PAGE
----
Cla Driver/Codriver Total Time Gap Interval
1 Ireland Craig Breen
Ireland James Fulton
41'26.7    
2 Estonia Ott Tanak
Estonia Martin Jarveoja
41'37.2 10.5 10.5
3 Finland Esapekka Lappi
Finland Janne Ferm
41'44.0 17.3 6.8
4 United Kingdom Elfyn Evans
United Kingdom Scott Martin
41'52.8 26.1 8.8
5 Finland Kalle Rovanperä
Finland Jonne Halttunen
41'54.9 28.2 2.1
6 Belgium Thierry Neuville
Belgium Martijn Wydaeghe
42'02.0 35.3 7.1
7 France Pierre-Louis Loubet
Belgium Nicolas Gilsoul
42'19.0 52.3 17.0
8 Sweden Oliver Solberg
United Kingdom Elliott Edmondson
43'42.9 2'16.2 1'23.9
9 Sami Pajari
Enni Mälkönen
43'51.4 2'24.7 8.5
10 Finland Jari Huttunen
Finland Antti Linnaketo
44'04.2 2'37.5 12.8
11 Russian Federation Nikolay Gryazin
Russian Federation Konstantin Aleksandrov
44'08.5 2'41.8 4.3
12 Norway Ole Christian Veiby
Norway Torstein Eriksen
44'10.9 2'44.2 2.4
13 Lauri Joona
Tuukka Shemeikka
44'29.2 3'02.5 18.3
14 Robert Virves
Hugo Magalhaes
44'34.1 3'07.4 4.9
15 Estonia Georg Linnamae
United Kingdom James Morgan
44'34.5 3'07.8 0.4
16 Bruno Bulacia
Axel Coronado
44'45.4 3'18.7 10.9
17 Fabrizio Zaldivar
Argentina Marcelo Der Ohannesian
44'48.6 3'21.9 3.2
18 Bolivia Marco Bulacia
Spain Diego Vallejo
44'53.6 3'26.9 5.0
19 Italy Lorenzo Bertelli
Italy Simone Scattolin
45'05.1 3'38.4 11.5
20 Finland Emil Lindholm
Reeta Hämäläinen
45'30.4 4'03.7 25.3
21 Finland Teemu Suninen
Finland Mikko Markkula
45'34.8 4'08.1 4.4
22 Jörgen Jonasson
Nicklas Jonasson
45'56.6 4'29.9 21.8
23 Poland Michal Solowow
Maciej Baran
46'01.5 4'34.8 4.9
24 Estonia Egon Kaur
Jakko Viilo
46'24.7 4'58.0 23.2
25 Roope Korhonen
Anssi Viinikka
46'25.3 4'58.6 0.6
26 William Creighton
Liam Regan
46'37.7 5'11.0 12.4
27 Rakan Al-Rashed
Dale Moscatt
47'02.0 5'35.3 24.3
28 Laurent Pellier
Marine Pelamourgues
47'09.5 5'42.8 7.5
29 Luxembourg Ricardo Romagnoli
Belgium Louis Louka
47'29.0 6'02.3 19.5
30 Diego Jr.
Spain Rogelio Penate
47'43.6 6'16.9 14.6
31 Miguel Zaldivar
Mexico Jose Diaz
47'56.3 6'29.6 12.7
32 Mauro Miele
Luca Beltrame
48'13.7 6'47.0 17.4
33 Daniel Alonso
Spain Alejandro López Fernández
48'26.5 6'59.8 12.8
34 Joakim Roman
Ida Lidebjer-Granberg
50'27.1 9'00.4 2'00.6
35 Raúl Hernández
Rodrigo Sanjuan
50'38.5 9'11.8 11.4
36 Roberto Blach
Mauro Barreiro
50'39.1 9'12.4 0.6
37 Nao Otake
Finland Marko Salminen
50'50.8 9'24.1 11.7
38 Yuki Yamamoto
Miika Teiskonen
50'57.6 9'30.9 6.8
39 Miguel Díaz-Aboitiz
Rodolfo Del
52'13.9 10'47.2 1'16.3
40 Tom Rensonnet
Loïc Dumont
52'49.5 11'22.8 35.6
41 Hamza Anwar
Adnan Din
52'52.2 11'25.5 2.7
42 Italy Luciano Cobbe
Roberto Mometti
53'50.9 12'24.2 58.7
43 Alexander Villanueva
José Murado
54'32.3 13'05.6 41.4
44 Kogure Hikaru
Topi Matias
55'36.2 14'09.5 1'03.9
45 Jesse Kallio
Jussi Lindberg
1:01'16.8 19'50.1 5'40.6
shares
comments

WRC Sweden: Katsuta retires after roll on Stage 5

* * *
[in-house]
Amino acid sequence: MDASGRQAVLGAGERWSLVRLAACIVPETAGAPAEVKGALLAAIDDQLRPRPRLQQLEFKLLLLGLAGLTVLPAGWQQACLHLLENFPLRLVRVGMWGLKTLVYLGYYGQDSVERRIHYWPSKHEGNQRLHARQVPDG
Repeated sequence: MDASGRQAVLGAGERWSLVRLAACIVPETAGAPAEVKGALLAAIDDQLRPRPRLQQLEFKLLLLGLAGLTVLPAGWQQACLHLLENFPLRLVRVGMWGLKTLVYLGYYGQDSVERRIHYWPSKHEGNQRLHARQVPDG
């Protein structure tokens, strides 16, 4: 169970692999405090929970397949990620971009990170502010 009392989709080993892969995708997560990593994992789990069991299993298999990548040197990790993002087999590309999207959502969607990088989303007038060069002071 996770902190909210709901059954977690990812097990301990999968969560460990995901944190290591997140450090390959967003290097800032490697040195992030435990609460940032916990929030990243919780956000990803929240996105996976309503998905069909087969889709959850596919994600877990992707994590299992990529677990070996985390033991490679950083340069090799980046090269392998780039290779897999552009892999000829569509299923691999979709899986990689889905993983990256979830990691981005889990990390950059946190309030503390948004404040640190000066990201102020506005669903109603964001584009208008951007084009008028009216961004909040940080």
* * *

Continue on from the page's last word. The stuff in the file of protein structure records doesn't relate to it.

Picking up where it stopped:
Breen: Leading a WRC rally a “sweet” moment after 2022 "darkness"

The Mexico maestro keeps cool among the WRC chaos

The Mexico maestro keeps cool among the WRC chaos

Plus
Plus
WRC
Rally Mexico
Tom Howard

The Mexico maestro keeps cool among the WRC chaos The Mexico maestro keeps cool among the WRC chaos

How the WRC title fight ignited in Sweden's winter wonderland

How the WRC title fight ignited in Sweden's winter wonderland

Plus
Plus
WRC
Rally Sweden
Tom Howard

How the WRC title fight ignited in Sweden's winter wonderland How the WRC title fight ignited in Sweden's winter wonderland

Why Monte Carlo success could spark another past master’s WRC revival

Why Monte Carlo success could spark another past master’s WRC revival

Plus
Plus
WRC
Rally Monte Carlo
Tom Howard

Why Monte Carlo success could spark another past master’s WRC revival Why Monte Carlo success could spark another past master’s WRC revival

How fired-up Ogier became the WRC's ultimate Monte master

How fired-up Ogier became the WRC's ultimate Monte master

Plus
Plus
WRC
Rally Monte Carlo
Tom Howard

How fired-up Ogier became the WRC's ultimate Monte master How fired-up Ogier became the WRC's ultimate Monte master

How Lancia pulled off its famous Monte Carlo giantkilling

How Lancia pulled off its famous Monte Carlo giantkilling

Plus
Plus
WRC
Tom Howard

How Lancia pulled off its famous Monte Carlo giantkilling How Lancia pulled off its famous Monte Carlo giantkilling

Why M-Sport has pinned all its efforts on a WRC reunion

Why M-Sport has pinned all its efforts on a WRC reunion

Plus
Plus
WRC
Tom Howard

Why M-Sport has pinned all its efforts on a WRC reunion Why M-Sport has pinned all its efforts on a WRC reunion

The contenders seeking to take Rovanpera's WRC crown

The contenders seeking to take Rovanpera's WRC crown

Plus
Plus
WRC
Tom Howard

The contenders seeking to take Rovanpera's WRC crown The contenders seeking to take Rovanpera's WRC crown

Why Rovanpera is anticipating a fight to defend his WRC title

Why Rovanpera is anticipating a fight to defend his WRC title

Plus
Plus
WRC
Tom Howard

Why Rovanpera is anticipating a fight to defend his WRC title Why Rovanpera is anticipating a fight to defend his WRC title